How Jordan Spieth Completed a Remarkable Comeback
THAT was the year that was. We are only in September, but the Tour Championship has brought down the curtain on the PGA Tour’s 2020-21 season. They now have a two-week break before starting all over again.
And there is no doubt that this has been the season of the comeback, led by Stewart Cink with two victories, Hideki Matsuyama with his victory at The Masters and the indomitable Jordan Spieth, who couldn’t hit a barn door 12 months ago, was in danger of dropping out of the top 100 in the world rankings and now finds himself back at the top of the game.
Spieth is a one-off, a man who constantly chunters away to himself and to his caddie, Michael Greller. When he won The Open at Royal Birkdale in 2017 he had the golfing world at his feet. He had topped the rankings at the age of 22 and needed only the US PGA Championship to complete a career grand slam. And it was surely only going to be a matter of time before he achieved that.
But then it all went wrong. Spectacularly so.
He had always been wayward from the tee but all of a sudden he could barely hit a fairway at all. His wedge play suffered and, worst of all, his magical putting stroke deserted him. This was a man who had been able to hole putts for fun from all sorts of distances. But it all faded away.
His victory at Birkdale was his 11th - and three of those were majors. It hadn’t all been plain sailing, of course - he famously threw away The Masters in 2016 when he put two balls in the water at the par-three 12th hole while leading in the final round and eventually lost to England’s Danny Willett.
In 2018 Spieth missed the cut at the US Open - the first time he had not made the cut at a major championship since the 2014 PGA Championship. And he failed to make the 30-man field for that year’s Tour Championship.
Spieth began 2019 by missing the cut by a shot at the Sony Open. In February 2019, he entered the final round of the Genesis Open in a tie for fourth. But a final round of 81 destroys this hopes of victory. His sixth appearance at The Masters saw Spieth's worst finish at Augusta, a tie for 21st at five under par. After a tie for 54th finish at the RBC Heritage and a tie for 29th finish at the Byron Nelson, Spieth headed to Bethpage Black and the PGA Championship for his third attempt at the career grand slam. He would fall short, finishing six shots behind Brooks Koepka, but his tie for third was his his first top-10 finish of 2019. Another top-10 finish followed a week later at the Charles Schwab Challenge and at the Memorial Tournament. Spieth finished tied for 65th at the US Open before missing the cut at the Travelers. And for the second year on the trot he failed to make the field for the Tour Championship.
And his struggles continued in 2020 - at the end of January he fell out of the world’s top 50 for the first time since his first year on the PGA Tour.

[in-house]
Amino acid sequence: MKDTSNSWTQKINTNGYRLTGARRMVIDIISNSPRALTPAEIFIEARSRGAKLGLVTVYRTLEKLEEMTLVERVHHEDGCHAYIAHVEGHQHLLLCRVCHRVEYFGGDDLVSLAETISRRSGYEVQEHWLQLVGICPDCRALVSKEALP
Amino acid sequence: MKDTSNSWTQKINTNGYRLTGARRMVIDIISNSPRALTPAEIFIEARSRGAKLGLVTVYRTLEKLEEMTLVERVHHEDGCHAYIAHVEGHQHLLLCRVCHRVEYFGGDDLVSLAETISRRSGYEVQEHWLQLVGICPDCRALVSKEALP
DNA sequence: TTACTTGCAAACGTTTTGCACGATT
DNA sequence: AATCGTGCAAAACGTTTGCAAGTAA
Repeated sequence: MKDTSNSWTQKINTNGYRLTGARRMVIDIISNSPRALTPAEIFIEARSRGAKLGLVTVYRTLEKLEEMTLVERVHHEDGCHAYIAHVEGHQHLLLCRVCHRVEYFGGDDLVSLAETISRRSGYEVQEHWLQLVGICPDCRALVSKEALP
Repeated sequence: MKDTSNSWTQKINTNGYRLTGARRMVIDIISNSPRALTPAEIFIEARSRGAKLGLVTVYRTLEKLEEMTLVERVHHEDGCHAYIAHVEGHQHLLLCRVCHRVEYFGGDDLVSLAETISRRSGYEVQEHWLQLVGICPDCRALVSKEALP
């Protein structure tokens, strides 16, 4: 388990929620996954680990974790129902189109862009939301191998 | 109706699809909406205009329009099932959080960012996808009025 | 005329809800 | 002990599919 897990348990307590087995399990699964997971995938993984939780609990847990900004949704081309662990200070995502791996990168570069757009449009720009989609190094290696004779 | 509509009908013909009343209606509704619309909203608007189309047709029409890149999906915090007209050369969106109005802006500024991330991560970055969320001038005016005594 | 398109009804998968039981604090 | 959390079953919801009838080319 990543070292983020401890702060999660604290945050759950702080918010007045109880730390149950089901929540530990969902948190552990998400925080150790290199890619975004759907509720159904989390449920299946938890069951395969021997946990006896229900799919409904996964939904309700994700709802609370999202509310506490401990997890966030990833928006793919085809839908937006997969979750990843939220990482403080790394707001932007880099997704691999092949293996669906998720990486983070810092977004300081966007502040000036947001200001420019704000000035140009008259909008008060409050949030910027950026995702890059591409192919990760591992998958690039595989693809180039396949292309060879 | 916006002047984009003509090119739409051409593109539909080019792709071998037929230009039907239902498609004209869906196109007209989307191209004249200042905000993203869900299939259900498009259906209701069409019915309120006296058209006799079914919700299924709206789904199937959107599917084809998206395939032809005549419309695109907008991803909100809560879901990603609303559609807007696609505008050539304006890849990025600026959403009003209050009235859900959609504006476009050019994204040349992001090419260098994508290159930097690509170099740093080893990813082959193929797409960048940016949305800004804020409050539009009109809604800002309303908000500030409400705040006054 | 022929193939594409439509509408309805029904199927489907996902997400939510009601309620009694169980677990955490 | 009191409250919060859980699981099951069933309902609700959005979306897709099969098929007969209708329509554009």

Spieth began this year with a missed cut at the Farmers Insurance Open. There was no sign of what was to come. And then the following week, at the Waste Management Open, he opened the tournament with back-to-back 67s, before equalling his career low round with a 10-under par 61 on Saturday to tie Xander Schauffele heading into the final round. On Sunday, Spieth shot a 72 to finish two strokes behind winner Brooks Koepka. Spieth's third appearance of 2021 came at the AT&T Pebble Beach pro-Am. Rounds of 65, 67 and 71 gave him another 54-hole lead. He finished with a 2-under par 70 to tie for third place, three strokes behind Daniel Berger. In his next three starts, Spieth finished in ties for 15th, 4th, and 48th places at the Genesis, Arnold Palmer Invitational and Players Championship.
And then, in his eighth start of the season, Spieth won the Texas Open with rounds of 67-70-67-66, beating Charley Hoffman by two strokes, to end a 1,351-day spell without a victory. He followed this victory with a tie-third-place finish at The Masters. He then took four weeks off, during which he contracted Covid-19. Returning at the AT&T Byron Nelson, Spieth showed little signs of slowing down, opening with a 63 to tie for the first round lead. He eventually would finish tied for ninth, his sixth top ten of 2021.
Spieth was in contention to win again at the Charles Schwab before a final round round of 73 saw him drop into second place, two shots behind Jason Kokrak.
At The Open Championship at Royal St George’s he shot a final round 66, finishing runner-up on a score of 13-under, two shots behind Collin Morikawa. Spieth is back - and how.
- In 2015 he won five times, including The Masters, earned more than $12m with a scoring average of 68.94
- In 2016 there were two further wins and $5.5m in prize money and a scoring average of 69.52
- In 2017 there were three victories and $9.5 in earnings and a scoring average of 68.48
- In 2018 there were no wins but five top-10 finishes and $2.8m in earnings with a scoring average of 69.90
- 2019 was another winless season, with four top-10 finishes and $2.1m in prize money, averaging 70.45 per round
- In 2020 he managed just three top 10s and $1.1m and a scoring average of 70.85
This year has been a different story, with a victory, two seconds, two thirds and nine top 10s, as well as $6.5m in earnings, with a stroke average of 70.01.
With a baby on the way for Jordan and wife Annie, there is much to look forward to in 2022.
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